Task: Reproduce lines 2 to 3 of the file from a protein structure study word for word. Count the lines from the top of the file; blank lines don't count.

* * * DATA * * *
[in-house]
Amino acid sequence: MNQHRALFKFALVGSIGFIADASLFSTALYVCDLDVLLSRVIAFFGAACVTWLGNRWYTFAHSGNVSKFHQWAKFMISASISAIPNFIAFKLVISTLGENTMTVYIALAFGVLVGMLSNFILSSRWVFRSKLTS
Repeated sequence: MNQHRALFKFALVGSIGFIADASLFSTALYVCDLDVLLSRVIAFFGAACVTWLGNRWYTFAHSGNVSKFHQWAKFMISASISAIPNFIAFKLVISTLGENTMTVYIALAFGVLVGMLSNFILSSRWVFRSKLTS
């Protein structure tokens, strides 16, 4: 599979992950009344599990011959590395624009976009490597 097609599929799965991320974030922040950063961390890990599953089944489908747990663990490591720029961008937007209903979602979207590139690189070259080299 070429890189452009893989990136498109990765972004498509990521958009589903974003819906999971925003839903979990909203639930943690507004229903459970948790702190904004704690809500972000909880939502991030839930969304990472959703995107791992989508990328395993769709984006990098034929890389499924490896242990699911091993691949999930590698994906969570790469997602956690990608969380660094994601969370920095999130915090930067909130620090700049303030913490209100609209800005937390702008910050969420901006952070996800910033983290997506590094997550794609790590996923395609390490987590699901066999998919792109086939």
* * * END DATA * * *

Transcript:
Amino acid sequence: MNQHRALFKFALVGSIGFIADASLFSTALYVCDLDVLLSRVIAFFGAACVTWLGNRWYTFAHSGNVSKFHQWAKFMISASISAIPNFIAFKLVISTLGENTMTVYIALAFGVLVGMLSNFILSSRWVFRSKLTS
Repeated sequence: MNQHRALFKFALVGSIGFIADASLFSTALYVCDLDVLLSRVIAFFGAACVTWLGNRWYTFAHSGNVSKFHQWAKFMISASISAIPNFIAFKLVISTLGENTMTVYIALAFGVLVGMLSNFILSSRWVFRSKLTS